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The context of ds21

personal overview
by John Wood

Society needs 'joined-up dreaming'

  • We are confused about the relationship between ecology (Nature) and economy (money/profit).
  • How the mass media deals with each of them reveals society's self-delusion
  • It exploits both 'Ecology' and 'Economy' events as sources of crisis
  • It therefore implies that they are comparable in scale...
  • Arguably, this type of cynicism contributes to the threat of human extinction
  • We know that economic growth damages the natural environment
  • Perhaps we need a more attractive alternative to the discourse of environmentalism
  • We need to broaden the range and remit of Eco-design (external link).

Designers must think beyond this contradiction

  • The DS21 project addresses our inability to share dreams of the 'good life' beyond cheap energy.
  • It suggests that we must envision ourselves within a viable solar economy.
  • We must do so in a way that is so detailed and clear that it becomes attainable.
  • Ds21 seeks to surpass what has been possible within the historical discourse of eco-design.
  • In so doing it speculates that we need a new mode of ‘metadesign’.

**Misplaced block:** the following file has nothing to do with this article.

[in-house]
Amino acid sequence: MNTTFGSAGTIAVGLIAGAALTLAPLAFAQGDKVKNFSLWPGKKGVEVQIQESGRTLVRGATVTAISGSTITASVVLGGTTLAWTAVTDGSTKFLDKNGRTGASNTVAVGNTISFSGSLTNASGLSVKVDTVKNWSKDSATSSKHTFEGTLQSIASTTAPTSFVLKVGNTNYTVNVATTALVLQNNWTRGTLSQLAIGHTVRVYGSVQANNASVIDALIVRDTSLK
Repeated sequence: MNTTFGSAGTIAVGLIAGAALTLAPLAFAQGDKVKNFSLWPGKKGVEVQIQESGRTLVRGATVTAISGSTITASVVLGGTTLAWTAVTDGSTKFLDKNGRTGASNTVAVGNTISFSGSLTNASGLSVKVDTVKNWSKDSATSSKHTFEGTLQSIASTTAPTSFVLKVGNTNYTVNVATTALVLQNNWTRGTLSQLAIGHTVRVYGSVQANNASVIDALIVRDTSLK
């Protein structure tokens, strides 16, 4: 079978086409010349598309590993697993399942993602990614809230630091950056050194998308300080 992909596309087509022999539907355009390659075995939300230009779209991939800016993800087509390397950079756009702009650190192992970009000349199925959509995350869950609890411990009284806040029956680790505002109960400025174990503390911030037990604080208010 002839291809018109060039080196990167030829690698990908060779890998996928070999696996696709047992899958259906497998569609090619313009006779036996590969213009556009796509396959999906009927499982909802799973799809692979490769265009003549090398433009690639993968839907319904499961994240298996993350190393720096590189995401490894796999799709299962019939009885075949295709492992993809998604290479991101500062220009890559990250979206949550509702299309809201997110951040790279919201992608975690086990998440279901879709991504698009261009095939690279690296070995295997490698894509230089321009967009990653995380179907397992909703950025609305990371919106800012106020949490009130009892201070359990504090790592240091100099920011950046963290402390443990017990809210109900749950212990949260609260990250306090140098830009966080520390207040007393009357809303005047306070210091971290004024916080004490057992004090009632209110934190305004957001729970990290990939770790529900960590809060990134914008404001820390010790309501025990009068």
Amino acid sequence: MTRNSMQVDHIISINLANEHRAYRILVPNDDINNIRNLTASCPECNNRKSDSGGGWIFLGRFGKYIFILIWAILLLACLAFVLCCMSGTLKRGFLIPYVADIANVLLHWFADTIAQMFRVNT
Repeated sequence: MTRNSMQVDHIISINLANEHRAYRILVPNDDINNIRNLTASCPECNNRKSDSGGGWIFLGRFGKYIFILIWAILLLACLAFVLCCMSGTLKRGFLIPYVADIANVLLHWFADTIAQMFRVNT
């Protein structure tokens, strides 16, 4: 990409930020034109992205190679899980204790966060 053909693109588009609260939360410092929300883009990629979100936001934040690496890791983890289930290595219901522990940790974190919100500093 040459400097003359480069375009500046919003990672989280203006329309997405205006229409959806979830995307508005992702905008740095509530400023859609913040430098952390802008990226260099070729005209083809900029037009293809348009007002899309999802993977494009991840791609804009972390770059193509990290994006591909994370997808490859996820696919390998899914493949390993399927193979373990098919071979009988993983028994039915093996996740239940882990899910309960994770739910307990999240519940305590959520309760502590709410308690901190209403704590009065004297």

• Metadesign would encourage the emergence of life-affirming and ecologically adaptive ways of living.
  • The eventual outcome for this inquiry is therefore the co-sustainment of synergistic communities.
  • We must first introduce terms of reference for this quest.
  • These must appeal to, and be effective at, all levels of government, society and business.

Could 'Attainable Utopias'au_g be an alternative to 'Sustainability'?

  • Environmentalist debate sometimes seems puritanical, ascetic, worthy, and - ultimately - negative.
  • The idea of ‘sustainability’ was conceived as a simple, moral instrument.
  • What we need is term that acts as a respectful reflection of how Nature works.
  • The word 'sustainability' reflects this problem.
  • Its lack of precision was useful, for it was an expedient political tool (Brundtland, 1987).
  • There is usually a price to pay for amelioration.
  • In this case, the discourse of ‘sustainable development’ is blighted by its own history of compromise.
  • This led to the current, widespread misuse of the term ‘sustainability’.
  • We are now used to terms such as ‘sustainable consumption’ (UN, 2005), or ‘sustainable business’ (2005).
  • These are too self-contradictory and imprecise to be helpful.
  • Popular use of the term ‘sustainability’ reflects our arrogance as a species.
  • It tends to affirm our faith in a fundamentally anthropocentric and technologically-administered world.
  • Perhaps we need to develop an aggressively positive discourse of ‘synergistic metadesign’

Developing a New Metadesign